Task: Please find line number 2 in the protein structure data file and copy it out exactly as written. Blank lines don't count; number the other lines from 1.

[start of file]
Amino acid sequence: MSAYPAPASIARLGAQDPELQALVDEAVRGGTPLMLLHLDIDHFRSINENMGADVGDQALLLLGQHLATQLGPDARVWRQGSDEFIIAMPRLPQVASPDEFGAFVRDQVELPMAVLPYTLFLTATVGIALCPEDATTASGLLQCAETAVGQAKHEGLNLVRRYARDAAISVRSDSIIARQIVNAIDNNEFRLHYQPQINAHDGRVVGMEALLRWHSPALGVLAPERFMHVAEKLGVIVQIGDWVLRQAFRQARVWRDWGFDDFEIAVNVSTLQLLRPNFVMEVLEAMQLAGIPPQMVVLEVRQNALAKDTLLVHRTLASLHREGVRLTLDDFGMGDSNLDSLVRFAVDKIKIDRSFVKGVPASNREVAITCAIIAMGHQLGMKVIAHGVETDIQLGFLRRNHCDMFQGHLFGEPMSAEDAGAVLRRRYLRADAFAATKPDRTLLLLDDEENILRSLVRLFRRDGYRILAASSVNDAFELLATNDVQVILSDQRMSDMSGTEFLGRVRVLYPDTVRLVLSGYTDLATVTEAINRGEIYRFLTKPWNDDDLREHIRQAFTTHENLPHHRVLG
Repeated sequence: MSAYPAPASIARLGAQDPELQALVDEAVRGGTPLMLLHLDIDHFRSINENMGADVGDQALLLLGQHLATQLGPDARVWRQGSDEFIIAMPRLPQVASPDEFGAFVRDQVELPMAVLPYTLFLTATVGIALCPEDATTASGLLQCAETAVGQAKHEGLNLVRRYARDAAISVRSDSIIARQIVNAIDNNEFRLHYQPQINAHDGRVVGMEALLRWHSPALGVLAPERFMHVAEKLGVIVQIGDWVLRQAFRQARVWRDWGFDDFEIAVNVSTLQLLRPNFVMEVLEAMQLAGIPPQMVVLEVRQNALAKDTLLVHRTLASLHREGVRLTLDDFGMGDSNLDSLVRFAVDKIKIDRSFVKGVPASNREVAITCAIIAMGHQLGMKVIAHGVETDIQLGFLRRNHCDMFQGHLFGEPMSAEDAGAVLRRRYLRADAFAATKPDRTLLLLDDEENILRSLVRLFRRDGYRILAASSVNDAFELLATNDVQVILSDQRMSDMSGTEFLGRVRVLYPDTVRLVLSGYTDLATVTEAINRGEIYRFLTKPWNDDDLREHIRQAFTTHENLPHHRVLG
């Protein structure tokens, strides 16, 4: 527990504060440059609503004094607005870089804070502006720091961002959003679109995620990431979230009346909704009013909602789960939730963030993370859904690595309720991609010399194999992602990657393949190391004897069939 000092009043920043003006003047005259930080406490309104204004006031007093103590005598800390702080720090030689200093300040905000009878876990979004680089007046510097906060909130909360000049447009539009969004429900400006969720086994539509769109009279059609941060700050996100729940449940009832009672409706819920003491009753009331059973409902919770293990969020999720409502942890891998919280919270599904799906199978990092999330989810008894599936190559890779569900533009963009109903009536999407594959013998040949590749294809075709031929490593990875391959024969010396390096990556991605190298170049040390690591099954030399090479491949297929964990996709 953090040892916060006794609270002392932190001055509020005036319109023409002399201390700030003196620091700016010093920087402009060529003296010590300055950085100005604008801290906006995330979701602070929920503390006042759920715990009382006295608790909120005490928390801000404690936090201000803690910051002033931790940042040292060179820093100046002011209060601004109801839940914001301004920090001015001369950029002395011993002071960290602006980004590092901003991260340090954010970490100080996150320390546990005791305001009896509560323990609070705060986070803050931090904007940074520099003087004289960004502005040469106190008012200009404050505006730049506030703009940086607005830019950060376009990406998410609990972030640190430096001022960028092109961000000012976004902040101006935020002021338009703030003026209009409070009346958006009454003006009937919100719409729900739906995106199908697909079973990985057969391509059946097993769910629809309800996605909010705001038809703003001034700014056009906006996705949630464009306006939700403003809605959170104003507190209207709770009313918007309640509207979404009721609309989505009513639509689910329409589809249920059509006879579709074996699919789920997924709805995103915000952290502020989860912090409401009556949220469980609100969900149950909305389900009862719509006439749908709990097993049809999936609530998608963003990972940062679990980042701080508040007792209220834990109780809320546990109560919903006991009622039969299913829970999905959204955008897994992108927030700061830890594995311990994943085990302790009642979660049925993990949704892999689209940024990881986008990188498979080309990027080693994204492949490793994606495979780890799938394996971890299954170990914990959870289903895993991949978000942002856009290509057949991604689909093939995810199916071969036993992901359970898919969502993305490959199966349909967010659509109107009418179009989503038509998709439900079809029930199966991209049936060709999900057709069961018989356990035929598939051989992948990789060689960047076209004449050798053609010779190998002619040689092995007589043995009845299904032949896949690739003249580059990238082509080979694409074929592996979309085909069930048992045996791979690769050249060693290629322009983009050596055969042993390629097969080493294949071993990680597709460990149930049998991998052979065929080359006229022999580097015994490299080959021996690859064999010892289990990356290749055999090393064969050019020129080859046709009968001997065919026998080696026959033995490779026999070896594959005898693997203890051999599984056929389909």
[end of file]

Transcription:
Repeated sequence: MSAYPAPASIARLGAQDPELQALVDEAVRGGTPLMLLHLDIDHFRSINENMGADVGDQALLLLGQHLATQLGPDARVWRQGSDEFIIAMPRLPQVASPDEFGAFVRDQVELPMAVLPYTLFLTATVGIALCPEDATTASGLLQCAETAVGQAKHEGLNLVRRYARDAAISVRSDSIIARQIVNAIDNNEFRLHYQPQINAHDGRVVGMEALLRWHSPALGVLAPERFMHVAEKLGVIVQIGDWVLRQAFRQARVWRDWGFDDFEIAVNVSTLQLLRPNFVMEVLEAMQLAGIPPQMVVLEVRQNALAKDTLLVHRTLASLHREGVRLTLDDFGMGDSNLDSLVRFAVDKIKIDRSFVKGVPASNREVAITCAIIAMGHQLGMKVIAHGVETDIQLGFLRRNHCDMFQGHLFGEPMSAEDAGAVLRRRYLRADAFAATKPDRTLLLLDDEENILRSLVRLFRRDGYRILAASSVNDAFELLATNDVQVILSDQRMSDMSGTEFLGRVRVLYPDTVRLVLSGYTDLATVTEAINRGEIYRFLTKPWNDDDLREHIRQAFTTHENLPHHRVLG